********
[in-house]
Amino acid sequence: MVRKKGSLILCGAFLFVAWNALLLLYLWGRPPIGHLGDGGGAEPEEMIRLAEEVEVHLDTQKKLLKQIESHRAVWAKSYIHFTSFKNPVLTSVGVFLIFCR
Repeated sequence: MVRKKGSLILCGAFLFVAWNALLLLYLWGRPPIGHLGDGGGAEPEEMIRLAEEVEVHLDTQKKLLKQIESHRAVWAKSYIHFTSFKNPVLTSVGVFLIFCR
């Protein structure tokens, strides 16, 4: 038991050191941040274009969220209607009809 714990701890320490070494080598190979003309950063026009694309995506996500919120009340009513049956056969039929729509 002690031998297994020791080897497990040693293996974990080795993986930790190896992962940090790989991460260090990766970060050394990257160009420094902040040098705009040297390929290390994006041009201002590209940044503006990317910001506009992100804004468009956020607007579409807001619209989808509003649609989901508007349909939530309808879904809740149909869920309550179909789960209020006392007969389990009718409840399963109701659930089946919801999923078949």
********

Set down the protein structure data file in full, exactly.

[in-house]
Amino acid sequence: MVRKKGSLILCGAFLFVAWNALLLLYLWGRPPIGHLGDGGGAEPEEMIRLAEEVEVHLDTQKKLLKQIESHRAVWAKSYIHFTSFKNPVLTSVGVFLIFCR
Repeated sequence: MVRKKGSLILCGAFLFVAWNALLLLYLWGRPPIGHLGDGGGAEPEEMIRLAEEVEVHLDTQKKLLKQIESHRAVWAKSYIHFTSFKNPVLTSVGVFLIFCR
């Protein structure tokens, strides 16, 4: 038991050191941040274009969220209607009809 714990701890320490070494080598190979003309950063026009694309995506996500919120009340009513049956056969039929729509 002690031998297994020791080897497990040693293996974990080795993986930790190896992962940090790989991460260090990766970060050394990257160009420094902040040098705009040297390929290390994006041009201002590209940044503006990317910001506009992100804004468009956020607007579409807001619209989808509003649609989901508007349909939530309808879904809740149909869920309550179909789960209020006392007969389990009718409840399963109701659930089946919801999923078949």